A Rogue's Life HTML version

Chapter 15
WE posted five-and-thirty miles, then stopped for a couple of hours to rest, and
wait for a night coach running northward.
On getting into this vehicle we were fortunate enough to find the fourth inside
place not occupied. Mrs. Baggs showed her sense of the freedom from restraint
thus obtained by tying a huge red comforter round her head like a turban, and
immediately falling fast asleep. This gave Alicia and me full liberty to talk as we
pleased. Our conversation was for the most part of that particular kind which is
not of the smallest importance to any third person in the whole world. One portion
of it, however, was an exception to this general rule. It had a very positive
influence on my fortunes, and it is, therefore, I hope, of sufficient importance to
bear being communicated to the reader.
We had changed horses for the fourth time, had seated ourselves comfortably in
our places, and had heard Mrs. Baggs resume the kindred occupations of
sleeping and snoring, when Alicia whispered to me:
"I must have no secrets, now, from you-- must I, Frank?"
"You must have anything you like, do anything you like, and say anything you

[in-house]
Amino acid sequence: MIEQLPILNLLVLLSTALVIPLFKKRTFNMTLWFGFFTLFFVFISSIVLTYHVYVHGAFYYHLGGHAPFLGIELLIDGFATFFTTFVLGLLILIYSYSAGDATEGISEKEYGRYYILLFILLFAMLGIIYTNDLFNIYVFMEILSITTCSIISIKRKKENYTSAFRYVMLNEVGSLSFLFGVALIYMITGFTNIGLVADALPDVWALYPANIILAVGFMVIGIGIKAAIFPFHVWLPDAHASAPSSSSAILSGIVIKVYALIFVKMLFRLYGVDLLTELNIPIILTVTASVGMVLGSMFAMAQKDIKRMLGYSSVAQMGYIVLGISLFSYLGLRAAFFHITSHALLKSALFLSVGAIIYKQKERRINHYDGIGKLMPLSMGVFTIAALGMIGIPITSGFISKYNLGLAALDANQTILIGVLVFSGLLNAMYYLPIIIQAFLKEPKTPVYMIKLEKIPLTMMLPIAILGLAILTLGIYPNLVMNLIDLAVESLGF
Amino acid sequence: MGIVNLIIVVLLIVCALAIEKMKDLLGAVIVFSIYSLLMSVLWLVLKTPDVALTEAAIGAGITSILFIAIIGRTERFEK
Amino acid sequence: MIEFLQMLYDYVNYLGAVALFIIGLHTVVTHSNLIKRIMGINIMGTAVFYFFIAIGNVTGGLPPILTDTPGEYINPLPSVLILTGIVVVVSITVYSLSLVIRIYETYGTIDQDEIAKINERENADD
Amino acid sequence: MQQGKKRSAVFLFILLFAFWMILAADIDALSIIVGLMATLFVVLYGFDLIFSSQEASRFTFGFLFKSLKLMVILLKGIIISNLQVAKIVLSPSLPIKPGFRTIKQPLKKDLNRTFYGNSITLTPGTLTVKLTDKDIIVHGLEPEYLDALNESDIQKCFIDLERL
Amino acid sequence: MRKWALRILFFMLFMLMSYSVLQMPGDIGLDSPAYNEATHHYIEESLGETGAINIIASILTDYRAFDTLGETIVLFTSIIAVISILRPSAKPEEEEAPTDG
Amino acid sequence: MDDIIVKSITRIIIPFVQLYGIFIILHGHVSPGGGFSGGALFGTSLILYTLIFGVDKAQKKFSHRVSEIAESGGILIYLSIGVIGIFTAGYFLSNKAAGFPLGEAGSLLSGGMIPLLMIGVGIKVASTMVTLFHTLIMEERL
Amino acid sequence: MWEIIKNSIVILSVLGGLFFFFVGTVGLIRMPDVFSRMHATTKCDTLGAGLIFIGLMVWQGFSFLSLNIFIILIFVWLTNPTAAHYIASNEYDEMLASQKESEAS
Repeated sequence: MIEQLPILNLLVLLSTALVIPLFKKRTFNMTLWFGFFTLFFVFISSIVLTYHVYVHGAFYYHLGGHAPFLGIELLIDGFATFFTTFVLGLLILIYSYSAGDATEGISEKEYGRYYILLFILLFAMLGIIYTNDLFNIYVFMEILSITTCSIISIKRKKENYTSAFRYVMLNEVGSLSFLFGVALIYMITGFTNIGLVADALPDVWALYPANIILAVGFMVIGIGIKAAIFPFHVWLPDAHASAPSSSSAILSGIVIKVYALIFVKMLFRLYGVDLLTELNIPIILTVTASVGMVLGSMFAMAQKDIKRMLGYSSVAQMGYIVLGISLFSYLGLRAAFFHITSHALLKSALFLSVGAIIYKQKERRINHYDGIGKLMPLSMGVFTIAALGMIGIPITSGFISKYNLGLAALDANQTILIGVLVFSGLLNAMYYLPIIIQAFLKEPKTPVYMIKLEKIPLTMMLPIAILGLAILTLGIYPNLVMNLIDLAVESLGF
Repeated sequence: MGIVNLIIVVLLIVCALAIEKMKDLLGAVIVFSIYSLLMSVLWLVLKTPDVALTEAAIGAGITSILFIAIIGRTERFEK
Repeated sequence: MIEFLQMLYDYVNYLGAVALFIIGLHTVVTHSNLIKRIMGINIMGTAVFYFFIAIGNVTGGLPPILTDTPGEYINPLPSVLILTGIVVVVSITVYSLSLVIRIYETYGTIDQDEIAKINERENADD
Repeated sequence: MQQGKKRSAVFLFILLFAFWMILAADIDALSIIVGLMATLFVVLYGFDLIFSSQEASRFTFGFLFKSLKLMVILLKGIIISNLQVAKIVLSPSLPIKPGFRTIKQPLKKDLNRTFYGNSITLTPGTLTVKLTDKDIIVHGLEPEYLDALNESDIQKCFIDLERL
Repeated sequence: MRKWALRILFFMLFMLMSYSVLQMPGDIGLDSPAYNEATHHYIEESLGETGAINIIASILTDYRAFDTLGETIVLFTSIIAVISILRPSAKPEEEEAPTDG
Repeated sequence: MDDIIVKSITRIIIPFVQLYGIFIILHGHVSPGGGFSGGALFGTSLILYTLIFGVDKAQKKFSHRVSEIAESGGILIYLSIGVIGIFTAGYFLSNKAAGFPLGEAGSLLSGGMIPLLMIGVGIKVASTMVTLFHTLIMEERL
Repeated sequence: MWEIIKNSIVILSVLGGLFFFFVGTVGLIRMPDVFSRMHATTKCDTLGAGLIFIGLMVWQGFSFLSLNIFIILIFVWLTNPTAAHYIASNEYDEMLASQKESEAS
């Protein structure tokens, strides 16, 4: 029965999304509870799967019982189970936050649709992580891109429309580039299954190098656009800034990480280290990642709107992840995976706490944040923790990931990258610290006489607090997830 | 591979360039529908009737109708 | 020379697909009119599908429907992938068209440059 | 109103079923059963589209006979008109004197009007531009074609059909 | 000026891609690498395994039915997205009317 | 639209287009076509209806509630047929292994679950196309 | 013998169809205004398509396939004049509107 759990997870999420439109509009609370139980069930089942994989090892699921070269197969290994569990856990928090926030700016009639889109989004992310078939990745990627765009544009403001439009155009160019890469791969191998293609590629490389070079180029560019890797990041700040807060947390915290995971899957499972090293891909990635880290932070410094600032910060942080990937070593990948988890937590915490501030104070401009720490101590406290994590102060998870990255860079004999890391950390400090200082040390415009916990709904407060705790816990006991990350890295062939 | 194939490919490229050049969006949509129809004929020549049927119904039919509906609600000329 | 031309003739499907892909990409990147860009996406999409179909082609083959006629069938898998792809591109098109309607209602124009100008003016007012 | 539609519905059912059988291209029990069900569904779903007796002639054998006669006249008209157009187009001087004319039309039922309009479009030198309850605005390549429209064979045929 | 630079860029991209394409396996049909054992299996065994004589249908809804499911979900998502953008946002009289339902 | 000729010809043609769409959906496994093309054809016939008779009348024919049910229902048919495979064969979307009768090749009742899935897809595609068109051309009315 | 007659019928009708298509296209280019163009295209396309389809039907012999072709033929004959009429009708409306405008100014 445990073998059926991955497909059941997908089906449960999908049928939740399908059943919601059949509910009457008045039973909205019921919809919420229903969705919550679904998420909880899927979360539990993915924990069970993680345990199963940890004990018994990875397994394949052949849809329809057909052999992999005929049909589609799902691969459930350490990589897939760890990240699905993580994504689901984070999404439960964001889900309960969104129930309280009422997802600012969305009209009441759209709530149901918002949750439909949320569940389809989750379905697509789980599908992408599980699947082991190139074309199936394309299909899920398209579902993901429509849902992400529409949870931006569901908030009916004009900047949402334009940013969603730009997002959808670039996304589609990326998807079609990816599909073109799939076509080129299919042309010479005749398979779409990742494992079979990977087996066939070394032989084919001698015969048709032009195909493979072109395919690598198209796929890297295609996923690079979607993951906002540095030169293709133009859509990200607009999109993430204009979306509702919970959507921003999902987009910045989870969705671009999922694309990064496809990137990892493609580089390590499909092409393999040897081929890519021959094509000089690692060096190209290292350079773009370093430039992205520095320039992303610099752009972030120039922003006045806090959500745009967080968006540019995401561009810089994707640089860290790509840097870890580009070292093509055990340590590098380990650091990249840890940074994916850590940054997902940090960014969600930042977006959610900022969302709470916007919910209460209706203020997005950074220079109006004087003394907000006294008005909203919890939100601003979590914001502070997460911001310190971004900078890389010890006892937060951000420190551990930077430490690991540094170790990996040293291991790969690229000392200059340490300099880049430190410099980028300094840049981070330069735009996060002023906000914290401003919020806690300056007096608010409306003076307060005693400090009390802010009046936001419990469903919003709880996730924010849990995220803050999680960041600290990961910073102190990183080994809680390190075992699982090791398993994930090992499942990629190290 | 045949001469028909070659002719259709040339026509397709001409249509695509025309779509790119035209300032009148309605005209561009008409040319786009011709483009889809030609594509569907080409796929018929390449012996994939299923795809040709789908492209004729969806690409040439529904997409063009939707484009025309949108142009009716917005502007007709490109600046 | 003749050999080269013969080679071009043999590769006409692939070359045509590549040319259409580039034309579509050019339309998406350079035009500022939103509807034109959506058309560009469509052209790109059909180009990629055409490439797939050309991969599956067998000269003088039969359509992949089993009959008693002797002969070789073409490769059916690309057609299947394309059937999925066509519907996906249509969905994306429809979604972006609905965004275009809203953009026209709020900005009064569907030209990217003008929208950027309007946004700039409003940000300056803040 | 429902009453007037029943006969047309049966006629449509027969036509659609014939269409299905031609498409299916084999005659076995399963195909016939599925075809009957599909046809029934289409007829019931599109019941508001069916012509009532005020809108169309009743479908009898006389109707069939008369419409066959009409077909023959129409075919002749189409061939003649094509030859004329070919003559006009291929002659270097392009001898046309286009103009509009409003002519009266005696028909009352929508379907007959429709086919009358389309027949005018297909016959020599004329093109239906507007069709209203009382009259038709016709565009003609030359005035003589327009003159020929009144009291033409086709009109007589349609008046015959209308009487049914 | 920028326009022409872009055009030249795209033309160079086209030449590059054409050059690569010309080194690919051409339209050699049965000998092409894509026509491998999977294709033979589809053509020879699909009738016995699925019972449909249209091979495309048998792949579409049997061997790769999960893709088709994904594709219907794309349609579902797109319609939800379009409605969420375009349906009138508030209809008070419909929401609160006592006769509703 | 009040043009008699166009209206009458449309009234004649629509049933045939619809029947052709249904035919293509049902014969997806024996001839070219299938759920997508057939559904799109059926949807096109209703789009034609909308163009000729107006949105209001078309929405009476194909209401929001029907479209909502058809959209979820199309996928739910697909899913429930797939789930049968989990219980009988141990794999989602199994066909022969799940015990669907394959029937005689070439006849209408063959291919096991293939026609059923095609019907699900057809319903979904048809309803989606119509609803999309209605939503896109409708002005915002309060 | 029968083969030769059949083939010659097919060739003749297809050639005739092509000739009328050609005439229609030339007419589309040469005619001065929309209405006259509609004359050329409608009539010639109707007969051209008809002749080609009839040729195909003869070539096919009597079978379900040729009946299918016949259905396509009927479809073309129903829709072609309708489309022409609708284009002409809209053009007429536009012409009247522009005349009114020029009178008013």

like. You must never ask leave--but only grant it!"
"Shall you always tell me that, Frank?"
I did not answer in words, but the conversation suffered a momentary
interruption. Of what nature, susceptible people will easily imagine. As for the
hard-hearted I don't write for them.
"My secret need not alarm you," Alicia went on, in tones that began to sound
rather sadly; "it is only about a tiny pasteboard box that I can carry in the bosom
of my dress. But it has got three diamonds in it, Frank, and one beautiful ruby.
Did you ever give me credit for having so much that was valuable about me?--
shall I give it you to keep for me?"
I remembered directly Old File's story of Mrs. Dulcifer's elopement, and of the
jewels she had taken with her. It was easy to guess, after what I had heard, that
the poor woman had secretly preserved some of her little property for the benefit
of her child.
"I have no present need of money, darling," I answered; "keep the box in its
present enviable position." I stopped there, saying nothing of the thought that